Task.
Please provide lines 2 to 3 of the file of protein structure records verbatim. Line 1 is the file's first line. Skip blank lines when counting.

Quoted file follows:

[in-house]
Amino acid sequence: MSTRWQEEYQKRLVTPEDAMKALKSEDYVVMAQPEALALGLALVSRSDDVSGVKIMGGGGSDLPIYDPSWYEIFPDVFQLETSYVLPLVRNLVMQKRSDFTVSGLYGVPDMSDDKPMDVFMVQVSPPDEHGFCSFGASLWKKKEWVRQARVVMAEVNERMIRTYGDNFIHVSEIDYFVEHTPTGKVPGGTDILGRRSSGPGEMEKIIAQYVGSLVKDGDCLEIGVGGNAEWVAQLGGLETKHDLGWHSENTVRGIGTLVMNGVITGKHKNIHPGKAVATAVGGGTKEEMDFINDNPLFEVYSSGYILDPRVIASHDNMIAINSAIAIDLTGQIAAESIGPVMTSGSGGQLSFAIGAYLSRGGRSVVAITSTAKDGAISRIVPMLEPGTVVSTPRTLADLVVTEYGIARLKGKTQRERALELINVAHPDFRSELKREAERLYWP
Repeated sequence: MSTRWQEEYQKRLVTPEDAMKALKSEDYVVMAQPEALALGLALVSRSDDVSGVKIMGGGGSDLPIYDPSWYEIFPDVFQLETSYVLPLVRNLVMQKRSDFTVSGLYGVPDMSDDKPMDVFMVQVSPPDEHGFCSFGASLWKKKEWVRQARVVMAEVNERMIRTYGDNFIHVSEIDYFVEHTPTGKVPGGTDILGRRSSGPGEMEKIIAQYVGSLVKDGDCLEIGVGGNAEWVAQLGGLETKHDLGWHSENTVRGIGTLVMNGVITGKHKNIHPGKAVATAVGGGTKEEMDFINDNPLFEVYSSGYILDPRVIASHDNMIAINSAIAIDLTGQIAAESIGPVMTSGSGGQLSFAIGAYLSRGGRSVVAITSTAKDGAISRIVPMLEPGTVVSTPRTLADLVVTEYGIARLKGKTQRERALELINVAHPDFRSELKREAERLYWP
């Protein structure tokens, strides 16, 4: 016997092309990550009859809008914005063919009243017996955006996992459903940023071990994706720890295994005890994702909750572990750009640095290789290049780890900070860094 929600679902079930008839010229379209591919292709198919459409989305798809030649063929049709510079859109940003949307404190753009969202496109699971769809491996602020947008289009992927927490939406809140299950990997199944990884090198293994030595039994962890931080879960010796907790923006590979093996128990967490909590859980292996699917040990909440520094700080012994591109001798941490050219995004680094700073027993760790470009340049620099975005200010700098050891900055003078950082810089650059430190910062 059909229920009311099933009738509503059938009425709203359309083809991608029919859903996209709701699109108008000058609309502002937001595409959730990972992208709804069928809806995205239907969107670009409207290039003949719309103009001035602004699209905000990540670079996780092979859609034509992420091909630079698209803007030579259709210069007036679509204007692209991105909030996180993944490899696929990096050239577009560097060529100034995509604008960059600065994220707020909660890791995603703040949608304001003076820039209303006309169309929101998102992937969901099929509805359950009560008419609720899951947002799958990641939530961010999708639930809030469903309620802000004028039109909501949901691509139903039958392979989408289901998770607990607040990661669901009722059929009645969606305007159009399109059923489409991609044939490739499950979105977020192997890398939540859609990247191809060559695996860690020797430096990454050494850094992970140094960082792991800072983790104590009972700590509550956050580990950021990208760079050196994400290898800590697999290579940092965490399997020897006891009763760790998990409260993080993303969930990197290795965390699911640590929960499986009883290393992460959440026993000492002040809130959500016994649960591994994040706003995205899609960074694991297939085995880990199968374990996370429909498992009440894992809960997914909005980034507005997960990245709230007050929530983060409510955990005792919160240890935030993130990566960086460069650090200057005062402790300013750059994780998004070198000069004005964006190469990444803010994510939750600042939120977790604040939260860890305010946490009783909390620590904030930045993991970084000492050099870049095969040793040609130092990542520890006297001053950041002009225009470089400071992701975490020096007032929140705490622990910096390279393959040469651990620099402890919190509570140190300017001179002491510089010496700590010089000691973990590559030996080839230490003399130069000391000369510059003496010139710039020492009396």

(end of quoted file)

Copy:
Amino acid sequence: MSTRWQEEYQKRLVTPEDAMKALKSEDYVVMAQPEALALGLALVSRSDDVSGVKIMGGGGSDLPIYDPSWYEIFPDVFQLETSYVLPLVRNLVMQKRSDFTVSGLYGVPDMSDDKPMDVFMVQVSPPDEHGFCSFGASLWKKKEWVRQARVVMAEVNERMIRTYGDNFIHVSEIDYFVEHTPTGKVPGGTDILGRRSSGPGEMEKIIAQYVGSLVKDGDCLEIGVGGNAEWVAQLGGLETKHDLGWHSENTVRGIGTLVMNGVITGKHKNIHPGKAVATAVGGGTKEEMDFINDNPLFEVYSSGYILDPRVIASHDNMIAINSAIAIDLTGQIAAESIGPVMTSGSGGQLSFAIGAYLSRGGRSVVAITSTAKDGAISRIVPMLEPGTVVSTPRTLADLVVTEYGIARLKGKTQRERALELINVAHPDFRSELKREAERLYWP
Repeated sequence: MSTRWQEEYQKRLVTPEDAMKALKSEDYVVMAQPEALALGLALVSRSDDVSGVKIMGGGGSDLPIYDPSWYEIFPDVFQLETSYVLPLVRNLVMQKRSDFTVSGLYGVPDMSDDKPMDVFMVQVSPPDEHGFCSFGASLWKKKEWVRQARVVMAEVNERMIRTYGDNFIHVSEIDYFVEHTPTGKVPGGTDILGRRSSGPGEMEKIIAQYVGSLVKDGDCLEIGVGGNAEWVAQLGGLETKHDLGWHSENTVRGIGTLVMNGVITGKHKNIHPGKAVATAVGGGTKEEMDFINDNPLFEVYSSGYILDPRVIASHDNMIAINSAIAIDLTGQIAAESIGPVMTSGSGGQLSFAIGAYLSRGGRSVVAITSTAKDGAISRIVPMLEPGTVVSTPRTLADLVVTEYGIARLKGKTQRERALELINVAHPDFRSELKREAERLYWP